Wednesday, July23, 2014 L-36.com

Printing your own NOAA Charts

(for free)


Introduction

Wouldn't it be great if you could print your own NOAA navigational charts, just the size you want, up to date, and do it for free with free software? I did it and here is how I did it.

My First Chart


Getting the Charts

NOAA charts are available for free in two formats: Raster Navigational Charts (RNC) and Electronic Navigational Charts (ENC). The RNC versions which are the same as the paper charts we are all familiar with and the ones we want.
  • Go to the NOAA online chart viewer.
  • Follow the link for your area. I selected "Pacific Coast."
  • Find the chart you are in. I liked 18649. Click on the chart to view it. Make note of the chart numbers you want.
  • Go to the Interactive Catalog and select the region you want. I clicked on California. On the right side of the page, click on "Download RNC's
  • On the bottom of the user agreement, click on "OK" (read it first).
  • That should save a zip file on your computer. Unzip it to a directory of you picking. I used F:/charts.
Or, you can download regions, states, or districts to get a large group of charts. Visis THIS PAGE and select either RCN or ECN charts and follow the instructions.

Conversion Tools

  • BSB2PNG -- The program that converts the files is called libbsb. Download it from Sourceforge by clicking on Download. Unzip them into a directory. I used F:/libbsb
  • BSBREADER -- A newer easier to use program is called bsbreader. Download it from Sourceforge by clicking this Download Install it.

Running bsb2png

  • Open a command prompt. Click "Start", "Run", and type "cmd" then hit enter.
  • Navigate to the directory that has the image you want. I typed "F:" then "CD /charts/bsb_root/18649" Use the number you remembered from before in place of 18649.
  • Run bsb2png.exe from this directory by typing (in my csae) "/libbsb/lib2png.exe 18649_1.KAP 18649.png" again change 18649 to the number you remember. You might want to type "dir" to make sure of the file name. The main map has the _1. The other maps are the little inserts that go into the blank spaces on the main map. You may or may not want those. It is nice to have the detail maps separate as that way you can put them some other place if you want.

Running bsbreader

  • Run bsbreader. I had to open windows exployer and navigate to "c:/Program Files/ BSB Reader" and click on BSBReader. Later the program was listed in "All Programs". Maybe I missed it the first time.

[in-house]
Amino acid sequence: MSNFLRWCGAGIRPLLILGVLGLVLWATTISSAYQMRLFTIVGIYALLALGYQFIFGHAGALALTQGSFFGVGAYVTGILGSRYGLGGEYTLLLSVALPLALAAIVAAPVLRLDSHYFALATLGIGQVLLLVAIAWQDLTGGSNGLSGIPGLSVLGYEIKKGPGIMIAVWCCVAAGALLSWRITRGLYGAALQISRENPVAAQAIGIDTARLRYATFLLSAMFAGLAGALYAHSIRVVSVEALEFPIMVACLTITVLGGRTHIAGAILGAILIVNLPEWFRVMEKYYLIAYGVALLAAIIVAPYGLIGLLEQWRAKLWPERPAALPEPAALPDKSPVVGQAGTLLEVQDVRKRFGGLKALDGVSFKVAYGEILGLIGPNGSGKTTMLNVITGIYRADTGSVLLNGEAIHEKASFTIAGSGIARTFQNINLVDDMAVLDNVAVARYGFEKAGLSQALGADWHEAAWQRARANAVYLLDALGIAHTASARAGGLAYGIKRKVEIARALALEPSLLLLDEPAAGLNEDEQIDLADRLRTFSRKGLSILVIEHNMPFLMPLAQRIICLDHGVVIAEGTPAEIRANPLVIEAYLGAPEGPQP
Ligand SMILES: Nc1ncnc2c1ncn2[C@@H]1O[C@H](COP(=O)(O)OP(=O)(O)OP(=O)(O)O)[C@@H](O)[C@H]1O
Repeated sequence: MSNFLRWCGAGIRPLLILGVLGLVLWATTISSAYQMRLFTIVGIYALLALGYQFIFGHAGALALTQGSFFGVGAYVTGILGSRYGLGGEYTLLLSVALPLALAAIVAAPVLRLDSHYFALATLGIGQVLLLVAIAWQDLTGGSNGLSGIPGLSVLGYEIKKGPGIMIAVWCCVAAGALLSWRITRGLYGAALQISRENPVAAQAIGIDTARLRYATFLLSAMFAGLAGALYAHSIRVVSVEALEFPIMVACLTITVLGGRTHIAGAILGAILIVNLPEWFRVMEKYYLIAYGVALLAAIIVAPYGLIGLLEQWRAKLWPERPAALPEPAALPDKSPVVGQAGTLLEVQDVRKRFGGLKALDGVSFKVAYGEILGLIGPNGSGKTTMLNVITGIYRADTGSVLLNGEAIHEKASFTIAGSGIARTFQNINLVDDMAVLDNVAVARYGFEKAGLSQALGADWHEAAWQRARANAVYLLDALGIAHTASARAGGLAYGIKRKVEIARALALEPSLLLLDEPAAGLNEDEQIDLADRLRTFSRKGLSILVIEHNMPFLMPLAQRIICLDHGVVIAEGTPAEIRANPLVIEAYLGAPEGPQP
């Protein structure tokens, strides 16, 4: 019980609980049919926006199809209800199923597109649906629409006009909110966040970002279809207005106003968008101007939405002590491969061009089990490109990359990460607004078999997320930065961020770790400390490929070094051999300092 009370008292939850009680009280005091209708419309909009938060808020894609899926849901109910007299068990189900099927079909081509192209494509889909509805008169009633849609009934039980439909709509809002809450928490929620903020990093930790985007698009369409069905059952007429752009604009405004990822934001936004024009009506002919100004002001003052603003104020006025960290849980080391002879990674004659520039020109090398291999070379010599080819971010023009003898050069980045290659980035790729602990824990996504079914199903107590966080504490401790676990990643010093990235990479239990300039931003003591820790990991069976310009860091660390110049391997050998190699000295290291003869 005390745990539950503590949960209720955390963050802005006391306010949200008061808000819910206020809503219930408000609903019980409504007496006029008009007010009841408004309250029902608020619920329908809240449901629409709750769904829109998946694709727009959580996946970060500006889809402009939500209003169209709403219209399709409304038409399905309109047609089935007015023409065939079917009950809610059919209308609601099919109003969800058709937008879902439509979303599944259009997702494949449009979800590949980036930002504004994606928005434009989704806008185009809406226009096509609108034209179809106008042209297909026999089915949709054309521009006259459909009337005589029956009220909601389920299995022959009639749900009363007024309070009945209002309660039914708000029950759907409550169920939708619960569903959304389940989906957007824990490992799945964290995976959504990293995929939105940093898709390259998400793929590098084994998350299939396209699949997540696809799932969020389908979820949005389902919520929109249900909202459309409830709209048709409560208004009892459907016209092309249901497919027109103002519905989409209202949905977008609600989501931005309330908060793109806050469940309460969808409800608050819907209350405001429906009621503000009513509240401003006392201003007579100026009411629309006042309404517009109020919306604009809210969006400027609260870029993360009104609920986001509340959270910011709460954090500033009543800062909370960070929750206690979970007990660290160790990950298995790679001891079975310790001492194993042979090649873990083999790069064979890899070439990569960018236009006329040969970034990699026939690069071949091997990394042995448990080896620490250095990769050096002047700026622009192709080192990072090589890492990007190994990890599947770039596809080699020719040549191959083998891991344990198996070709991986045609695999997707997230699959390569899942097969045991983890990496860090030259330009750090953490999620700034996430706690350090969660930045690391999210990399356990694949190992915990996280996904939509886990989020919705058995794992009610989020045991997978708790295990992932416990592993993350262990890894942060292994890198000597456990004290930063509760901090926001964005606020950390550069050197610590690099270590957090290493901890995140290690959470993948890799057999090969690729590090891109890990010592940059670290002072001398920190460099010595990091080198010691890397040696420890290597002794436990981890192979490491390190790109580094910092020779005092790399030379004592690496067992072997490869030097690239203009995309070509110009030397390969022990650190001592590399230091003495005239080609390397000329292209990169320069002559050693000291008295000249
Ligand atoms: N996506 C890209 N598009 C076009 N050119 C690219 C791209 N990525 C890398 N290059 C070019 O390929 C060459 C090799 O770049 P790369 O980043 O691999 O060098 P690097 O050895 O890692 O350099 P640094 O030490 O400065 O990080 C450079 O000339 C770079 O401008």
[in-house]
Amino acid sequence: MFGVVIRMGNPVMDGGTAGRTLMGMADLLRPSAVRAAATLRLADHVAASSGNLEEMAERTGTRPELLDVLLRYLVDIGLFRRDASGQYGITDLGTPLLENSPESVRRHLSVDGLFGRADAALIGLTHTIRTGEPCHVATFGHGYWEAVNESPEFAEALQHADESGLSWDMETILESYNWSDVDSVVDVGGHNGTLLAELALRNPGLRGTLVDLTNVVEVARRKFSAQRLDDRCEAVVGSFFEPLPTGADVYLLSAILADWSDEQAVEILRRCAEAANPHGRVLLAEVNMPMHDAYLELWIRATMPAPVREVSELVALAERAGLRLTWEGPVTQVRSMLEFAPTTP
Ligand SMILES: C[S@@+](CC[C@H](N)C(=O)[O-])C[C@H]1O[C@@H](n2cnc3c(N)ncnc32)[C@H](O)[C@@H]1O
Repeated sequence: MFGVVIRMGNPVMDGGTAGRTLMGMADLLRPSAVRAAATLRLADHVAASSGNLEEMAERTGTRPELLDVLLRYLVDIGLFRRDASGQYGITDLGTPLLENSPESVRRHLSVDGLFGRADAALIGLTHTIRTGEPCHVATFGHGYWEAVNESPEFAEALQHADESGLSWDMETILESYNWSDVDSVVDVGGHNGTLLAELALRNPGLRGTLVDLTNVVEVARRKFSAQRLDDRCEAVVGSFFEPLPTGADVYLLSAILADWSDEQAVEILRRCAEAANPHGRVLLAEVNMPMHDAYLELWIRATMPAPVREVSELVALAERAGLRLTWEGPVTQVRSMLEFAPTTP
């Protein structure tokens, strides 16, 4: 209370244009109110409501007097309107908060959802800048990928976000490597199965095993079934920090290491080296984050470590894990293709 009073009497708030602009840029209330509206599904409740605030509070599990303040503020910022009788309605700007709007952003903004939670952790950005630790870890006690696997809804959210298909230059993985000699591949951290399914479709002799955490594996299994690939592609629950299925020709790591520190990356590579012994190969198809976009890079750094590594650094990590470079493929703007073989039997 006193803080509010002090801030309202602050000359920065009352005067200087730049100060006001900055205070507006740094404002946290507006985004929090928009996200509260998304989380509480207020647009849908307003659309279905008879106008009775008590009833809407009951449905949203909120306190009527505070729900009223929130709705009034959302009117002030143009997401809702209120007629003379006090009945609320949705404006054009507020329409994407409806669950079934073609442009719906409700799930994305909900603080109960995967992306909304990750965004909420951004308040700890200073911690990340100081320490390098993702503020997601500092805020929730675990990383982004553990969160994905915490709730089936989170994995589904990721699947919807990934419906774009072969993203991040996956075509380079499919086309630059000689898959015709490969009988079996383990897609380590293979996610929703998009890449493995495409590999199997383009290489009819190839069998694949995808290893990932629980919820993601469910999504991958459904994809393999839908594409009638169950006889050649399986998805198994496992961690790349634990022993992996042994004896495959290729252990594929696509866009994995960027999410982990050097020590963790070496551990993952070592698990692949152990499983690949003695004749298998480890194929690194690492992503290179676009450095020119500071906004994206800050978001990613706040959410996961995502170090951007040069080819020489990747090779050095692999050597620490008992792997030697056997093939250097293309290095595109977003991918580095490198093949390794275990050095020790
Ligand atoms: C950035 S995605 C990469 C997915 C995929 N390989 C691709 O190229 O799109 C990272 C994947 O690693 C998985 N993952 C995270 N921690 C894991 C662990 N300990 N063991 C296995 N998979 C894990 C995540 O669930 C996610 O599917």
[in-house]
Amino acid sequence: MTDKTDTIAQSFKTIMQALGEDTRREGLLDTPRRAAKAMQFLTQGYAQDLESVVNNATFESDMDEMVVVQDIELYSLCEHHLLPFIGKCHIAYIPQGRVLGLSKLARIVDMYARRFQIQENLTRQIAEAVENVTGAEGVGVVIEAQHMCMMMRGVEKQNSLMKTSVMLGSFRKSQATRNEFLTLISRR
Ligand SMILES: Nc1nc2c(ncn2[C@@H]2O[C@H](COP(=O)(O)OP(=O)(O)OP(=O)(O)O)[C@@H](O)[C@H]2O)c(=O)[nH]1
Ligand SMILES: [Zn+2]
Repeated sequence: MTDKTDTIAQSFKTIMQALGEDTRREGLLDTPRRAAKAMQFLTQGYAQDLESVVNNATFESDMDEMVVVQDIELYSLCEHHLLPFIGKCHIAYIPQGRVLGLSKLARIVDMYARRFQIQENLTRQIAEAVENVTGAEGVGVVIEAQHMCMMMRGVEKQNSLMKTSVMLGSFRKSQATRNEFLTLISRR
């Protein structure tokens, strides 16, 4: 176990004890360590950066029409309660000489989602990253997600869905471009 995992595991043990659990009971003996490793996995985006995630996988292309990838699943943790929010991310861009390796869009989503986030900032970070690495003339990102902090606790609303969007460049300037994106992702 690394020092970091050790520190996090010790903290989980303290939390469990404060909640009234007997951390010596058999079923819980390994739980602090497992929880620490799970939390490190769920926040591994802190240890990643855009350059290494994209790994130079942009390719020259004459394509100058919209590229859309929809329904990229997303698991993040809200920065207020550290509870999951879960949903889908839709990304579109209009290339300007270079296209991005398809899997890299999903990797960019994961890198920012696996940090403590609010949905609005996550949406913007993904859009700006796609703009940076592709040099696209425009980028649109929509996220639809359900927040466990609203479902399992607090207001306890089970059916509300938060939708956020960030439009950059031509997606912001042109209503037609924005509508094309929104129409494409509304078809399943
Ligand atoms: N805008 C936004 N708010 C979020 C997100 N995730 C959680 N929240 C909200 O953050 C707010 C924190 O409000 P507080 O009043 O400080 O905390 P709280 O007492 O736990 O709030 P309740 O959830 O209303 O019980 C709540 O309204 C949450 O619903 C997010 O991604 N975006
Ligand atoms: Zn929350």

• Select the source and destination directories and PNG as the format.
  • Click "GO"

Print your Chart

  • Open Image in Paint, Photoshop, or any other image program. Crop it, resize it, print it. That's it.
  • Note: If you are pasting together two or more charts to make a chart that covers the area where you sail, make note of the map scale. If you resize them to the same scale, they fit perfectly. For example, with a map that lists the scale as 1:40,000 and another with 1:20,000, if you resize the larger one to 50% it will line up with the other one when you go to stitch them together.
  • Once the maps are the same scale, I lined them up by aligning something that has a precise position on both maps, like a buoy. The sketches of the shoreline and the shipping lanes etc were not the same on my two maps but when I lined up the mark, everything was very close.
  • I used Photoshop and combined the images by setting the layer property to "Darken"

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Disclaimer:
The information on this web site has not been checked for accuracy. It is for entertainment purposes only and should be independently verified before using for any other reason. There are five sources. 1) Documents and manuals from a variety of sources. These have not been checked for accuracy and in many cases have not even been read by anyone associated with L-36.com. I have no idea of they are useful or accurate, I leave that to the reader. 2) Articles others have written and submitted. If you have questions on these, please contact the author. 3) Articles that represent my personal opinions. These are intended to promote thought and for entertainment. These are not intended to be fact, they are my opinions. 4) Small programs that generate result presented on a web page. Like any computer program, these may and in some cases do have errors. Almost all of these also make simplifying assumptions so they are not totally accurate even if there are no errors. Please verify all results. 5) Weather information is from numerious of sources and is presented automatically. It is not checked for accuracy either by anyone at L-36.com or by the source which is typically the US Government. See the NOAA web site for their disclaimer. Finally, tide and current data on this site is from 2007 and 2008 data bases, which may contain even older data. Changes in harbors due to building or dredging change tides and currents and for that reason many of the locations presented are no longer supported by newer data bases. For example, there is very little tidal current data in newer data bases so current data is likely wrong to some extent. This data is NOT FOR NAVIGATION. See the XTide disclaimer for details. In addition, tide and current are influenced by storms, river flow, and other factors beyond the ability of any predictive program.